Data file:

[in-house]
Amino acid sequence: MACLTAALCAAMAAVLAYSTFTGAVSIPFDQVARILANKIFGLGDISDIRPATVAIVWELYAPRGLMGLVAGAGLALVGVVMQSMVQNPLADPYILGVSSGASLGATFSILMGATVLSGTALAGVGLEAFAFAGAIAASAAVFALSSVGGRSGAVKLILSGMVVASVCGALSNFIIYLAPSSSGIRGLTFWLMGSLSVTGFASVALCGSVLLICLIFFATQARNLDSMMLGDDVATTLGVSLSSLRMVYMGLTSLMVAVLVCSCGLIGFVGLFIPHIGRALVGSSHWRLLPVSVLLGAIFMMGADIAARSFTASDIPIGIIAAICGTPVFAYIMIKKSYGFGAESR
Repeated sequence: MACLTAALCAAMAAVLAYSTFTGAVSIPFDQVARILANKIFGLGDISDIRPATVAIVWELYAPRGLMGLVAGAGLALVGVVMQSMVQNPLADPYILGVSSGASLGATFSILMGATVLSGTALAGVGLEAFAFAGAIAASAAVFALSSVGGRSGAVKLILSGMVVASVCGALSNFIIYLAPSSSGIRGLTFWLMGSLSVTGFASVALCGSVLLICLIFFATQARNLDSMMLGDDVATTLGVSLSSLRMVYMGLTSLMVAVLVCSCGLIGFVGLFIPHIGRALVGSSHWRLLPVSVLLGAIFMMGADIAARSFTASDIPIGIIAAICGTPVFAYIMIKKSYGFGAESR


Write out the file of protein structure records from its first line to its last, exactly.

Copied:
[in-house]
Amino acid sequence: MACLTAALCAAMAAVLAYSTFTGAVSIPFDQVARILANKIFGLGDISDIRPATVAIVWELYAPRGLMGLVAGAGLALVGVVMQSMVQNPLADPYILGVSSGASLGATFSILMGATVLSGTALAGVGLEAFAFAGAIAASAAVFALSSVGGRSGAVKLILSGMVVASVCGALSNFIIYLAPSSSGIRGLTFWLMGSLSVTGFASVALCGSVLLICLIFFATQARNLDSMMLGDDVATTLGVSLSSLRMVYMGLTSLMVAVLVCSCGLIGFVGLFIPHIGRALVGSSHWRLLPVSVLLGAIFMMGADIAARSFTASDIPIGIIAAICGTPVFAYIMIKKSYGFGAESR
Repeated sequence: MACLTAALCAAMAAVLAYSTFTGAVSIPFDQVARILANKIFGLGDISDIRPATVAIVWELYAPRGLMGLVAGAGLALVGVVMQSMVQNPLADPYILGVSSGASLGATFSILMGATVLSGTALAGVGLEAFAFAGAIAASAAVFALSSVGGRSGAVKLILSGMVVASVCGALSNFIIYLAPSSSGIRGLTFWLMGSLSVTGFASVALCGSVLLICLIFFATQARNLDSMMLGDDVATTLGVSLSSLRMVYMGLTSLMVAVLVCSCGLIGFVGLFIPHIGRALVGSSHWRLLPVSVLLGAIFMMGADIAARSFTASDIPIGIIAAICGTPVFAYIMIKKSYGFGAESR